The confirmation of a huge shake-up at General Motors' European arm costing $US1 billion has outlined starkly the seriousness of the company's position. With up to 12,000 jobs on the line, GM will face a tough fight from workers' unions, however the company's priority must now be to drive down costs, and quickly.
General Motors has not made a profit in Europe since 1999. Having tried various, more palatable rescue strategies, the company now finds itself at the last resort.
Since GM announced plans for a dramatic shake-up in its European arm during October, the situation has scarcely improved. Month to month sales have continued to fall, and there are still 12,000 jobs on the line. It seems things may get worse before they improve.
One thing is for certain: GM Europe must cut costs, as it cannot afford to continue making losses in the way it has in recent years. The current climate in the automotive industry is fiercely competitive, with high fixed costs squeezing margins further. Adding to the company's overheads, GM has much of its manufacturing focused on the relatively high cost countries of Germany and Sweden. Job losses are, therefore, inevitable, but the highly unionised German workforce is unlikely to go quietly.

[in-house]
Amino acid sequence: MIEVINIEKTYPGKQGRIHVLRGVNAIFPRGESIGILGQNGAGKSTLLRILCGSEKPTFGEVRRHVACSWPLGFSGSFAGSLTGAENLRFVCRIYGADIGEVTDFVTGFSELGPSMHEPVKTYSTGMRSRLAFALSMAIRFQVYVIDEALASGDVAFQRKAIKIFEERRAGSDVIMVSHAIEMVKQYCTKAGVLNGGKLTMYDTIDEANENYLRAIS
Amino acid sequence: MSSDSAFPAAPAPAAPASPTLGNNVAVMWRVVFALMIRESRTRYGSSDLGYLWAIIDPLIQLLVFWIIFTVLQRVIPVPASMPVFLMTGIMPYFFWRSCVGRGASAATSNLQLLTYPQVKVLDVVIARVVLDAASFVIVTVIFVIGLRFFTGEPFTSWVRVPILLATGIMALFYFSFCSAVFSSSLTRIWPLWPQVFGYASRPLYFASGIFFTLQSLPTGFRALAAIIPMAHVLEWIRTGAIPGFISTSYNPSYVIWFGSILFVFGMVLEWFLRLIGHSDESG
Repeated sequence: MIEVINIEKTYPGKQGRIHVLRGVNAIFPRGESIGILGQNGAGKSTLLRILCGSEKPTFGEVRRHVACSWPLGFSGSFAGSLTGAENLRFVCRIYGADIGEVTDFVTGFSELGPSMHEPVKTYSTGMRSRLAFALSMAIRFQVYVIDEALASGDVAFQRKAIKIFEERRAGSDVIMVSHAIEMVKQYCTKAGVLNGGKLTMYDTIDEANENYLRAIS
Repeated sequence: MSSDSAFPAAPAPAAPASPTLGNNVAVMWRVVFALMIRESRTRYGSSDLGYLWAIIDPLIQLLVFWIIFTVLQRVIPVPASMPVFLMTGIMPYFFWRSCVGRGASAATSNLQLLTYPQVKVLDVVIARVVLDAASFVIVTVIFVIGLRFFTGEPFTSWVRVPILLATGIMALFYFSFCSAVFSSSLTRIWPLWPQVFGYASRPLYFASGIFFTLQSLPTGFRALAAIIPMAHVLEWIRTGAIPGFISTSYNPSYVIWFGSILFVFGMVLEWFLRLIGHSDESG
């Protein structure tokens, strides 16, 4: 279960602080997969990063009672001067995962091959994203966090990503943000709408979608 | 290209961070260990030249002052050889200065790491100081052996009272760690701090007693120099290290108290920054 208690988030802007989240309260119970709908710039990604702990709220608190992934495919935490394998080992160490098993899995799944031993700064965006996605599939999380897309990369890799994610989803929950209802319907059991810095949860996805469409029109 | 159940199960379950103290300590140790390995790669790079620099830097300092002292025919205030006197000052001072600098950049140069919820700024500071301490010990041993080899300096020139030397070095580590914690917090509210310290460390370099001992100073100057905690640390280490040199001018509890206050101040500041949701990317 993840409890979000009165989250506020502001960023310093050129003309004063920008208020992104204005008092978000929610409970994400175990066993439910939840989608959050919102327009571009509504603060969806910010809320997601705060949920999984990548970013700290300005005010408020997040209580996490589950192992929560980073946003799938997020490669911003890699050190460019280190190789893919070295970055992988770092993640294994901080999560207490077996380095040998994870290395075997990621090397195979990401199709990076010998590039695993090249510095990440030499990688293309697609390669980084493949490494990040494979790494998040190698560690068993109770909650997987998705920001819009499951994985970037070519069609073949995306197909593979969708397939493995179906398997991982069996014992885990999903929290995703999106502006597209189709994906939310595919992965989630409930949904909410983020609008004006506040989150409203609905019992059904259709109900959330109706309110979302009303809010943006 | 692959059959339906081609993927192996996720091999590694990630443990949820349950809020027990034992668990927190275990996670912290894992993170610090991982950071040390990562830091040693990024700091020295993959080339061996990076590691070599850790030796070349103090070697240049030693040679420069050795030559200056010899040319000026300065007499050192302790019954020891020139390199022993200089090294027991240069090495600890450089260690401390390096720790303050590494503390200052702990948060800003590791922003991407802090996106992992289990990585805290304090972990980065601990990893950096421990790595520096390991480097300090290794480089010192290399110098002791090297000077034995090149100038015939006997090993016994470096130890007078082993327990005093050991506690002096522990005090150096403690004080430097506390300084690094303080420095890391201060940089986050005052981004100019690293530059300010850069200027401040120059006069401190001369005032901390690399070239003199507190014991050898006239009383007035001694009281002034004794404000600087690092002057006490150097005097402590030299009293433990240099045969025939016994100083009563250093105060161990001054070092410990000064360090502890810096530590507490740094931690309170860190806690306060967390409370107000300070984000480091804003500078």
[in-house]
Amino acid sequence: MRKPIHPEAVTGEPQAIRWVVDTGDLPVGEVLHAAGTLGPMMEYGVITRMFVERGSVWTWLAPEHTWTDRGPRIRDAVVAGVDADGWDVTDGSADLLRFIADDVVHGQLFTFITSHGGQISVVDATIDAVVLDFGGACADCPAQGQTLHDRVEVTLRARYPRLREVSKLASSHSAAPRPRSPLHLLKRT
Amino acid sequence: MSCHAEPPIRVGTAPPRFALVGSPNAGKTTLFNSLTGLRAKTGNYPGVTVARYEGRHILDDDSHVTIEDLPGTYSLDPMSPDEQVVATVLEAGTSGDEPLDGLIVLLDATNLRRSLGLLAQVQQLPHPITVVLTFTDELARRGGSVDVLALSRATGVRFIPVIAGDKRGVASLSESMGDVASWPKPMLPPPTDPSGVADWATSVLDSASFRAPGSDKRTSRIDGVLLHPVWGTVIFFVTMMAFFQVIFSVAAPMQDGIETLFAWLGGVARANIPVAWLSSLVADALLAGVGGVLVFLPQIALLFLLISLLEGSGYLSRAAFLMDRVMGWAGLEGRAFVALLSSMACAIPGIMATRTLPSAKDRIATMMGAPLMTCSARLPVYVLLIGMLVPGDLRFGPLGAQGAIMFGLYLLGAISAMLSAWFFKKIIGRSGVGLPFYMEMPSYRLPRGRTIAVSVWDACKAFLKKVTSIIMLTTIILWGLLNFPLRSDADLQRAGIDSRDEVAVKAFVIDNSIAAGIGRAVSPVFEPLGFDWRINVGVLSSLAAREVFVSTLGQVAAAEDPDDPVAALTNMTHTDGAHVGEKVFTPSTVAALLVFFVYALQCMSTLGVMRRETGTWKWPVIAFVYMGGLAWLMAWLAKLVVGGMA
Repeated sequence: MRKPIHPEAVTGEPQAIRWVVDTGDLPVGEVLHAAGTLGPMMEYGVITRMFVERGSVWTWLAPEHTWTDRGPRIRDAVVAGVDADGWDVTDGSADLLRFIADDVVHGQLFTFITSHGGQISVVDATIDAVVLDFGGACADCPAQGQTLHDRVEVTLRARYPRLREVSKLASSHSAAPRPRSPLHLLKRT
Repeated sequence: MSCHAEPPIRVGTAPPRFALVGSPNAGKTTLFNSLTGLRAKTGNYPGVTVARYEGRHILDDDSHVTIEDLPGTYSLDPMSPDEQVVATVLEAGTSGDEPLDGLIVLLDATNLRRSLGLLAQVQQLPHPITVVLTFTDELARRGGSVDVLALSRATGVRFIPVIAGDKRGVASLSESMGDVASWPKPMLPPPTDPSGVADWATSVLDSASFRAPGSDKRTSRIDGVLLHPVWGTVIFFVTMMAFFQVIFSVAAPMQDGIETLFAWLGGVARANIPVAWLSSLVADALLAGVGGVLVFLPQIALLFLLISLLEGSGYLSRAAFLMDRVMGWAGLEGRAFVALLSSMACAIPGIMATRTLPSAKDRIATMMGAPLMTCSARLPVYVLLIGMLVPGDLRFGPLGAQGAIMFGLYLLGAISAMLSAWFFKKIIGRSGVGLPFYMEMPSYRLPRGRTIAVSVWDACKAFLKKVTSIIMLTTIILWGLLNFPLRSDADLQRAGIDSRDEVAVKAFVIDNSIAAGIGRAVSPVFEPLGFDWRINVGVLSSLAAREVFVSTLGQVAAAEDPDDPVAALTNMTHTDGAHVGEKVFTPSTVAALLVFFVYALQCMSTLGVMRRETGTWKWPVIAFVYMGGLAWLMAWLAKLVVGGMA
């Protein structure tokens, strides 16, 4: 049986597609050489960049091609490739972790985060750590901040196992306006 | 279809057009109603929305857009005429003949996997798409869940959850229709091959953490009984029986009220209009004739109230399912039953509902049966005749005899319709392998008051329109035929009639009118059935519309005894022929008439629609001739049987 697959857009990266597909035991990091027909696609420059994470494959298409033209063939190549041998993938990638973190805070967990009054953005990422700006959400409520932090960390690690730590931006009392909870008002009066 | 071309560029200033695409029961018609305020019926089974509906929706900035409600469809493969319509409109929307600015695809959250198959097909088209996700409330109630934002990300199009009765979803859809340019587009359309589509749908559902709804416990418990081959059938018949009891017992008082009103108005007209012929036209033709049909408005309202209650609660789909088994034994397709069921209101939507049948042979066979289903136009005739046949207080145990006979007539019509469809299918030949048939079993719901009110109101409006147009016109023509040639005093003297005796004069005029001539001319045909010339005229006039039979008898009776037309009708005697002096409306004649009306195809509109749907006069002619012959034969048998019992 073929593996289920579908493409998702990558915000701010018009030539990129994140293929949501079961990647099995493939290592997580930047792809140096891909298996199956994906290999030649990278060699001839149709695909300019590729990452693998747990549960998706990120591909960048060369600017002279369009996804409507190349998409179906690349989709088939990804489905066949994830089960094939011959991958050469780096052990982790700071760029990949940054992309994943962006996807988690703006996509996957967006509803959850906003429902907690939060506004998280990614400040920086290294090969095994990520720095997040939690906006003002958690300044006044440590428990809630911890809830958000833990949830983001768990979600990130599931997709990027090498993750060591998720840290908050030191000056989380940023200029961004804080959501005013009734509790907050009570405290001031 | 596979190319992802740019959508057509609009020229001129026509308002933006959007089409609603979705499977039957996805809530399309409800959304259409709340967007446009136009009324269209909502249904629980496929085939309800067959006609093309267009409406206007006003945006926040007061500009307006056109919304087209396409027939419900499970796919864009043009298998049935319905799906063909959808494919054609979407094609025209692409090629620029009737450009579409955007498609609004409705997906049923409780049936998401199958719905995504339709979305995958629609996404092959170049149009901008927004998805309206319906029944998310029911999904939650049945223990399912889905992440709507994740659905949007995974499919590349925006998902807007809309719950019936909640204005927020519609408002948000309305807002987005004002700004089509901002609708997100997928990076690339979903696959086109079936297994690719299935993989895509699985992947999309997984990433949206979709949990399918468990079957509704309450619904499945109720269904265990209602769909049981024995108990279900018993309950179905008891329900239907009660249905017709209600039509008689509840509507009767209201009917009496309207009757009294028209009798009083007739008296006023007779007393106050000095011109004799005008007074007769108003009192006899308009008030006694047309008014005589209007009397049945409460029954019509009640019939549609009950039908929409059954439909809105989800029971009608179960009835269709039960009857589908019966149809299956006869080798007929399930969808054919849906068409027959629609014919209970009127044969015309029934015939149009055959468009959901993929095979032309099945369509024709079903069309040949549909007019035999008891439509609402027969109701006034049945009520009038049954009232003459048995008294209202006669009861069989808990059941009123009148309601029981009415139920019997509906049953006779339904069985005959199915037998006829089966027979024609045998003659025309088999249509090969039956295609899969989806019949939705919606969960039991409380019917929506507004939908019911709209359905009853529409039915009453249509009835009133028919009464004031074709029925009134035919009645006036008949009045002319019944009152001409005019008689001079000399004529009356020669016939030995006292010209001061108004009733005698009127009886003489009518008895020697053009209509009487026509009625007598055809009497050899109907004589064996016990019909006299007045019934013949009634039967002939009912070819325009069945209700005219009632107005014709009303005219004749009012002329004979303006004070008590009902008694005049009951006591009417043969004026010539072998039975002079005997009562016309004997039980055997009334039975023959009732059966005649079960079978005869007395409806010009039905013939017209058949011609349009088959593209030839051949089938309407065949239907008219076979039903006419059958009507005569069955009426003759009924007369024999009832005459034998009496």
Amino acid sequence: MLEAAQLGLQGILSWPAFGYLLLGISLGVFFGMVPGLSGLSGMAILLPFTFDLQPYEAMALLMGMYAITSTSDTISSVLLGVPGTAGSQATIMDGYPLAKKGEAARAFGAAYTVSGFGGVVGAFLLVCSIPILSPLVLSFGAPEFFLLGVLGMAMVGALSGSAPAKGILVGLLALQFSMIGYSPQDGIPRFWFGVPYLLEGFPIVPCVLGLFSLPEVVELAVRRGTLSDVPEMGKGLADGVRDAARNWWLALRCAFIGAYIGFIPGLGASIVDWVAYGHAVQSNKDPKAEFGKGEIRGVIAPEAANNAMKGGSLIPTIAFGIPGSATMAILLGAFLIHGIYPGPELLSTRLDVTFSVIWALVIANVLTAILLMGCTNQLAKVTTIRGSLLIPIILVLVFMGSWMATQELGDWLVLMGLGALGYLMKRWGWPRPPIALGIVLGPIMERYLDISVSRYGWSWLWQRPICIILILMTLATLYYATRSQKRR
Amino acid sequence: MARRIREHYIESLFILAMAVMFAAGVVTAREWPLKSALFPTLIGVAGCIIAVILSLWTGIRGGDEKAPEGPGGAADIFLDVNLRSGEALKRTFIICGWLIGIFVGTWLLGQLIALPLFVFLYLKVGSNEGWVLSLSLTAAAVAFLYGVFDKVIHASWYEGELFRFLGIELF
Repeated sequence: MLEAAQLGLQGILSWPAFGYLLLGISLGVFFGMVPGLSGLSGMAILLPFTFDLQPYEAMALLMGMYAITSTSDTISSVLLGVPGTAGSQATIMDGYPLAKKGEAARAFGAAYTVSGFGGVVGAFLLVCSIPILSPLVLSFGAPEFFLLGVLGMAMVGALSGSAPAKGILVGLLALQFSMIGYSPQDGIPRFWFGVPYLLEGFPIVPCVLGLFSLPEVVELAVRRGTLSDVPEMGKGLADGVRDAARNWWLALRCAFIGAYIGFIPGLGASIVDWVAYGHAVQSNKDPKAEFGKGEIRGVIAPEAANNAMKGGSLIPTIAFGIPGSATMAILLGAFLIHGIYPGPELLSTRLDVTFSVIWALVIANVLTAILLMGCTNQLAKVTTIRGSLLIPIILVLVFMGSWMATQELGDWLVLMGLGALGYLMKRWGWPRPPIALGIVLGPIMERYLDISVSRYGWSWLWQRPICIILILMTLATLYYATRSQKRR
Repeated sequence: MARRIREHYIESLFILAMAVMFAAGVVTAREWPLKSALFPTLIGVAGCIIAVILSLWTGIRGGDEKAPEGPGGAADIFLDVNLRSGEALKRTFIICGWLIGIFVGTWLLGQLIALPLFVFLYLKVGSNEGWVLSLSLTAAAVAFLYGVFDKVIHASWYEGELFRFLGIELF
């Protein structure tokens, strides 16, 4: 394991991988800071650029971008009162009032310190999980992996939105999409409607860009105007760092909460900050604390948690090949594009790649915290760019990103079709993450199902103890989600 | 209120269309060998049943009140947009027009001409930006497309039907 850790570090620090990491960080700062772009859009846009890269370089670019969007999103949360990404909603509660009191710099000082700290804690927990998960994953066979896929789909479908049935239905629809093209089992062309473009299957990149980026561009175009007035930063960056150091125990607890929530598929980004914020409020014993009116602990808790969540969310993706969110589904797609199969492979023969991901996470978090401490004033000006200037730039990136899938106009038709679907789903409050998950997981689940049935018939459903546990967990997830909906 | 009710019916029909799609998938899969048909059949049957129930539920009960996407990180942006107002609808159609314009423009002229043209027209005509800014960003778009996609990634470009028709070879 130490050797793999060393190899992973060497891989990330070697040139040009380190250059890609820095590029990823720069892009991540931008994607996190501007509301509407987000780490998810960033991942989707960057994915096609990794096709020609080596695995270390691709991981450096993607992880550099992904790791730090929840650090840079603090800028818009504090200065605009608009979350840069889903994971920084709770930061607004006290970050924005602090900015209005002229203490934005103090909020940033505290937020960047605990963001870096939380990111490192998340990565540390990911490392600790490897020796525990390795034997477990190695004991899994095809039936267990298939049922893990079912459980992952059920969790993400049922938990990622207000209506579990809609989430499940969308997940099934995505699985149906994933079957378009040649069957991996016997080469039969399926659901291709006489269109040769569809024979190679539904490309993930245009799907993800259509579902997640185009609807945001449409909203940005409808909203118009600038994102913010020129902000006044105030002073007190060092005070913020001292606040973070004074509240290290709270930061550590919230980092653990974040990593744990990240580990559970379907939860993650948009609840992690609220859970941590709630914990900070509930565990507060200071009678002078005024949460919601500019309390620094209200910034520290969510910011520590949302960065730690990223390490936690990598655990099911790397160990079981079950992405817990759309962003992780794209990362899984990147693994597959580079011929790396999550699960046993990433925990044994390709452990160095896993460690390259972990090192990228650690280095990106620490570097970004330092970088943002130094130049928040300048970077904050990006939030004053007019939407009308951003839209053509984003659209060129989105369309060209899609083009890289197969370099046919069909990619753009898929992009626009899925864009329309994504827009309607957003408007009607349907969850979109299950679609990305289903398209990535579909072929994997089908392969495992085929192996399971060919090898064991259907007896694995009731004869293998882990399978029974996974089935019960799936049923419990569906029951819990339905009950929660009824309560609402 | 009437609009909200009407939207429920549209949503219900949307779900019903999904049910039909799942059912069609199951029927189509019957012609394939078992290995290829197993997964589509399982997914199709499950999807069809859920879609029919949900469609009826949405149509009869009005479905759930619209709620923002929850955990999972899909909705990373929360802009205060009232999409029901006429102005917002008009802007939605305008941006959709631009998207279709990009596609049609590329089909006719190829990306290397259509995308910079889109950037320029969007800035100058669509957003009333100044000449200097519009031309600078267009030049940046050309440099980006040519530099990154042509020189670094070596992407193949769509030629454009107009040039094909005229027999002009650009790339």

The company is looking to trim the workforce of its Adam Opel subsidiary by around 9,500 by way of early retirements and retraining. The company has put together a severance pay package for this, which it describes as "unprecedented". However, despite what GM says on the matter, attempting to implement such a large number of voluntary redundancies seems ambitious.
Forced redundancies will not enthuse any party involved and would likely rile a German government already coming to terms with job cuts at other major German employers including KarstadtQuelle, BASF and Schering AG.
GM is now in the midst of a very public damage limitation exercise. The company certainly has the means by which to steady its European operation and a successful reorganisation would go a long way to helping.